A Straightforward Guide To What Shutter Speed Does

What Does Shutter Speed Do

When you’re new to the world of photography and trying to get your bearings on all of the terminology and desperately trying to figure out all of the settings on your brand new and very expensive camera, you’ll no doubt find yourself asking “what does shutter speed do?”

Well, very simply put, shutter speed is literally the amount of time that the shutter is open and allowing light to come in through your iris. It has hundreds of applications and makes such a difference in all of your work that it’s very important to understand how to use it properly and get the very best images that you can.

The speed is seconds

As you go through all of the adjustments you’re going to be seeing numbers that don’t make a whole lot of sense without the proper context. Values such as 1/100, 1/60 or 1/8 all have real world meanings that are very simple to get once you know the secret.

That secret is simply that all of those numbers are the fractions of seconds that your shutter is going to remain open. If you set it for 1/100, it’s simply going to be open for one hundredth of a second. If it’s set to 1/8, then it will stay open for one eighth of a second. That may seem like a very short amount of time, which it is, but a lot can happen during it.

shutter speed

One of the most important things to consider when setting your shutter speed is whether you’re going handheld or on a tripod. Your hands will never stop moving no matter how steady you’re trying to hold yourself. Even you pulse will cause your camera to bounce around and every tiny fraction of an inch in movement will translate to motion blur in your image.

The faster the shutter speed, the more you’re cutting down on this. If you’re going to be going handheld all day, you should never set your speed at anything longer than 1/60. This is pretty much the limit of noticeable motion blur and should be thought of as a hard line never to cross.

Blur in subjects

Chances are pretty good that now you’re asking yourself “what does shutter speed do to the subject?” It turns out that the shutter speed setting is one of the most important creative tools in your photography arsenal.

With a just a few tiny adjustments, you can bring individual water droplets into crystal clarity by using a very short speed, or leave it open longer to create long streaks of light from passing cars or even capture the motion of the stars themselves.

Most cameras out there will have settings to leave your shutter open for at least a full thirty seconds and the vast majority will also have a manual setting for you to choose your own length of time. It will take a whole lot of practice and refinement, but with a simple shutter button and a tripod you can leave it open for as long as you want and walk away with stunning photographs that will awe anyone who looks at them.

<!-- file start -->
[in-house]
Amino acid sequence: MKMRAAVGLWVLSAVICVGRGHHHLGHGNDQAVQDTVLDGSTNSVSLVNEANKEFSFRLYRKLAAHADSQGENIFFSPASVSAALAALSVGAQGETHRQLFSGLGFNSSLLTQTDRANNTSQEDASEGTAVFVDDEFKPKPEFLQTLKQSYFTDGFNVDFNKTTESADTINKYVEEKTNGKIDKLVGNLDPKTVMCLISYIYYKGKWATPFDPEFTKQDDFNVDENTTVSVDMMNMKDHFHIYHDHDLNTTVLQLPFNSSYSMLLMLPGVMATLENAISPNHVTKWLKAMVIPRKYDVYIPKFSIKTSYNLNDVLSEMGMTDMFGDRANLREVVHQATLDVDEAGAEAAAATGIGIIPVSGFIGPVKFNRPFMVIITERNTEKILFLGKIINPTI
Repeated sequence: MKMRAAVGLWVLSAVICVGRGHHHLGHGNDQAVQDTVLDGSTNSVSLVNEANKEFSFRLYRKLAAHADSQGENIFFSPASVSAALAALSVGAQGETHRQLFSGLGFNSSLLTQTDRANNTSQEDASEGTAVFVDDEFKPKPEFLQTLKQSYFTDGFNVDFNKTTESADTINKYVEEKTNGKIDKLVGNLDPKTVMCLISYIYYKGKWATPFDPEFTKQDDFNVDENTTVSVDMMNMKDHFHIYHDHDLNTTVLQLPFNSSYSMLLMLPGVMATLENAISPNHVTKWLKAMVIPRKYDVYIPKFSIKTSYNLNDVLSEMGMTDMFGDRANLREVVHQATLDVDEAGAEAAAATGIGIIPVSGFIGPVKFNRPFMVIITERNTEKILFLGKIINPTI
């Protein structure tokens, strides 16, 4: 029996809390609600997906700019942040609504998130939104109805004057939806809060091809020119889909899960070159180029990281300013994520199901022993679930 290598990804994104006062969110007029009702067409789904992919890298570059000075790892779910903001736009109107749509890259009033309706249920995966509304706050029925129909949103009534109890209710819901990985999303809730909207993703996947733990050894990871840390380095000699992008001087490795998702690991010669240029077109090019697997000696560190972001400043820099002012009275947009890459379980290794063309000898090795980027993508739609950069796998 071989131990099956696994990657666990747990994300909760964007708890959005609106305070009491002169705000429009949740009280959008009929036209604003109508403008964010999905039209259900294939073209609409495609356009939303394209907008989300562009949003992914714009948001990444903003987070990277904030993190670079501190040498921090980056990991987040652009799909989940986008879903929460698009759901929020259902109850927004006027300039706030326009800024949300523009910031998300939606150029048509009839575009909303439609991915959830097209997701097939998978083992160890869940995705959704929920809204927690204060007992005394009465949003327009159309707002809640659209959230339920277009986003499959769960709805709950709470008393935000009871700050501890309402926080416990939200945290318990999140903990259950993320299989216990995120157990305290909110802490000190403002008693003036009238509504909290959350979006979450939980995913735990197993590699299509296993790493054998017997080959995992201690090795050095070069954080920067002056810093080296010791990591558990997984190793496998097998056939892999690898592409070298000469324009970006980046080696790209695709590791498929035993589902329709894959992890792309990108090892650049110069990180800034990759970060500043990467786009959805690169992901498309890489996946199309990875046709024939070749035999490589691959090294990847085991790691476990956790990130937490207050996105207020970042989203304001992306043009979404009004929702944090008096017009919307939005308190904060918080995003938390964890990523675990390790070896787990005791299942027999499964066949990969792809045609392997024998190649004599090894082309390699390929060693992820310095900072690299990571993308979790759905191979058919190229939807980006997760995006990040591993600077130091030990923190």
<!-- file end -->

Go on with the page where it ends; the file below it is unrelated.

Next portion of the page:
What Does Shutter Speed Do – It Affects Everything

Every single aspect of your image is going to be effected by the shutter speed that you choose. While the aperture affects the amount of light, the shutter speed will change how long it’s allowed to pass through.

The two will work hand in hand and both must be considered when creating your image. It’s important to always keep in mind that the aperture decides what the depth of field will be, so you’ll always be trying to balance everything out along the backdrop of the ISO setting in an elegant dance.

The best thing to do is figure out the size of the depth of field that you want first, then work around that, although you’ll quickly find that this method won’t always work best for you.

If you really want to see the wings of a bird in flight without any kind of motion blur at all, your first stop is going to be setting yourself up with the fasted ISO setting you can manage along with the fastest shutter speed, followed by the aperture.

The importance of these three setting will change, but they must always be considered with each other if you want truly impressive images.

Question everything

The best way to go about figuring the best shutter speeds for different photographs is simply to experiment. It’s nothing like the intuitiveness of composure or the readiness of equipment management. Shutter speed is simply something that you’ll have to try over and over again until you get it right. As long as you love photography, then you’ll certainly end up coming to love what shutter speed can do for you.

All written content (and most images) in these articles are copyrighted by the authors. Copyrighted material from Apogee Photo Mag should not be used elsewhere without seeking the authors permission.

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